Environmentalism as a Conspiracy Theory

Santorum recently made some remarks about climate change that have garnered some media attention. I mention this here because reading Santorum’s comments was like stepping back into my childhood and adolescence. I was raised on exactly this thinking.

We were put on this Earth as creatures of God to have dominion over the Earth, to use it wisely and steward it wisely, but for our benefit not for the Earth’s benefit. [Climate change is] an absolute travesty of scientific research that was motivated by those who, in my opinion, saw this as an opportunity to create a panic and a crisis for government to be able to step in and even more greatly control your life.

When you have a worldview that elevates the Earth above man and says that we can’t take those resources because we’re going to harm the Earth; by things that frankly are just not scientifically proven, for example, the politicization of the whole global warming debate — this is all an attempt to, you know, to centralize power and to give more power to the government.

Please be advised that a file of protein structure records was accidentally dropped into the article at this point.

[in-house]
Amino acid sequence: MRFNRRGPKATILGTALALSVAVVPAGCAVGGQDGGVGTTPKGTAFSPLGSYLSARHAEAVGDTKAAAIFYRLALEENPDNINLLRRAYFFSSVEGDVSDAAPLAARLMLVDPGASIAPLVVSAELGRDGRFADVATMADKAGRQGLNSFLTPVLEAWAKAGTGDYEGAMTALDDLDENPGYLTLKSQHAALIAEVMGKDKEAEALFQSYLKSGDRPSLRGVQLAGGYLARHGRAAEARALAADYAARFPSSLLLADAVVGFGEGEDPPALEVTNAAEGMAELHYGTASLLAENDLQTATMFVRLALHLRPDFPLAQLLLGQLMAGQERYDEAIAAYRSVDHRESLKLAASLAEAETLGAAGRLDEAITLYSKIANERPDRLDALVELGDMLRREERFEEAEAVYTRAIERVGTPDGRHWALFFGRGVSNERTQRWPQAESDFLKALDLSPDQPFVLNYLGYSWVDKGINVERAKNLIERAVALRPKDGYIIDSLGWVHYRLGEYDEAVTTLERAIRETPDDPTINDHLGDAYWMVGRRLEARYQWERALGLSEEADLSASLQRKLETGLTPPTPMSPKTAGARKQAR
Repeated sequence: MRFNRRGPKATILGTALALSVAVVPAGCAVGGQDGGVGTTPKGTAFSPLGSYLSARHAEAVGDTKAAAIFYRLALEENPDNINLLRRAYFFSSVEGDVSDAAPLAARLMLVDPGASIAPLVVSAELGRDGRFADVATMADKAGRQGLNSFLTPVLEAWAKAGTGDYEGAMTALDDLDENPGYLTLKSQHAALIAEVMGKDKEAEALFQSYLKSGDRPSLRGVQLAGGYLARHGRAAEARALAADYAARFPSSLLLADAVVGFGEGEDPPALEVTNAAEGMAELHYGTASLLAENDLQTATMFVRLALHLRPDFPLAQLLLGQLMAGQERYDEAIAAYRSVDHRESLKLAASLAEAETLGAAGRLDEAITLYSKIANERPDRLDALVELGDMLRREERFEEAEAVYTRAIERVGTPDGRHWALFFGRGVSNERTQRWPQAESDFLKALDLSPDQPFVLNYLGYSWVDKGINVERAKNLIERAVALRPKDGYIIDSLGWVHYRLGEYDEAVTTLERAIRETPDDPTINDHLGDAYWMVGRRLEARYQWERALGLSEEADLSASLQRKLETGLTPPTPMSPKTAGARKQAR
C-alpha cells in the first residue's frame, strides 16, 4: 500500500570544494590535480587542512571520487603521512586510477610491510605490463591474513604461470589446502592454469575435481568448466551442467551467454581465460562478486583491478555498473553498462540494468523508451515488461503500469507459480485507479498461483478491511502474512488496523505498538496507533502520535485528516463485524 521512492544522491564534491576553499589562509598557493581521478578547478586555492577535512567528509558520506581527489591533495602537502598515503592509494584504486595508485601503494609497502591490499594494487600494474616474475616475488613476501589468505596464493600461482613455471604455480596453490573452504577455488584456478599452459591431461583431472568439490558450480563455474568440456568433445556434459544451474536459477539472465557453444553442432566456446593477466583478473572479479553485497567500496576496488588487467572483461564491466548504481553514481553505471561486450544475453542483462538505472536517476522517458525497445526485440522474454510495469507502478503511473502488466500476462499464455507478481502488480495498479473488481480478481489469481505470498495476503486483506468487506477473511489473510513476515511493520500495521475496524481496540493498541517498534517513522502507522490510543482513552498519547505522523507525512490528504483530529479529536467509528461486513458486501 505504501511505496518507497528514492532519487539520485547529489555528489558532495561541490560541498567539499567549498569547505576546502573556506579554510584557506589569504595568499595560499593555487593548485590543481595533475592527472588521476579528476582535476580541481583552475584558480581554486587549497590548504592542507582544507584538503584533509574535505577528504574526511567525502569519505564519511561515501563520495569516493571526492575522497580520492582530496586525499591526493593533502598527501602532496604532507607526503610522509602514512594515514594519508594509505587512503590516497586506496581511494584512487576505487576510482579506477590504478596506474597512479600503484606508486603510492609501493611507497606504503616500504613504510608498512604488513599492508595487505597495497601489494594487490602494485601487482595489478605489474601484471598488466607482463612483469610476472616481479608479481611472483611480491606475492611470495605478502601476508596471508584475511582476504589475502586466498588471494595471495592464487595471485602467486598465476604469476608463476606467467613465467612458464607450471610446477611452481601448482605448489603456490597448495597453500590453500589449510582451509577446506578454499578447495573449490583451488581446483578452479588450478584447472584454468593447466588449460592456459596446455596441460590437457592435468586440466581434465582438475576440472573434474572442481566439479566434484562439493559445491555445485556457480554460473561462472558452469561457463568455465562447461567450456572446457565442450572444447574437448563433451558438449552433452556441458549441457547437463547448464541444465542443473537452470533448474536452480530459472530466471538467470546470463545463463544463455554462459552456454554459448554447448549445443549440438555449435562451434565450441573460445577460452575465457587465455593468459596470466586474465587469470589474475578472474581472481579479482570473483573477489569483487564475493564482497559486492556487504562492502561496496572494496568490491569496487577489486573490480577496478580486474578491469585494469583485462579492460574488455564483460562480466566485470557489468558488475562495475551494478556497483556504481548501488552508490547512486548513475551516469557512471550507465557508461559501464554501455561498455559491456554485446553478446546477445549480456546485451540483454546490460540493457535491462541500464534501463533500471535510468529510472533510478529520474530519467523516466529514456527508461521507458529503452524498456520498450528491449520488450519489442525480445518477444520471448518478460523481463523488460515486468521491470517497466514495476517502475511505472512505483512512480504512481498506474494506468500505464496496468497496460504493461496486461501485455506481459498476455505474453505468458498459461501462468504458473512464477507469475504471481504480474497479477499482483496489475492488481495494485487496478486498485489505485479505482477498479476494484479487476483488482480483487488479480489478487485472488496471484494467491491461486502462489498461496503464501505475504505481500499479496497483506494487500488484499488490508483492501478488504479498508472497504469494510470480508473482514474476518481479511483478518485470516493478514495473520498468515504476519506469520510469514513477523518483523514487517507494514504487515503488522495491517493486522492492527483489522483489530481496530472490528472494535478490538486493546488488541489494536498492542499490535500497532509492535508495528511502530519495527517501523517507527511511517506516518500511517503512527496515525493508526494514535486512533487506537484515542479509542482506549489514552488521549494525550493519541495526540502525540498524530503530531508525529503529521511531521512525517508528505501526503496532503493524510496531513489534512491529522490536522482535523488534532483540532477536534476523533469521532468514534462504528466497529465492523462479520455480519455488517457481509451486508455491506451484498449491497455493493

There are two different things going on in this quote. First is this idea that the earth is being elevated above man; second is the assertion that climate change was invented as a phony crisis to grant the government more power.

Earth v. Man

Christians believe that the entire purpose of the universe, the center of everything and the most important element, is humankind. The earth’s entire purpose is to serve and sustain human life, and human life is set apart from the earth because humans, unlike the plants or animals, have souls and the potential for a relationship with God.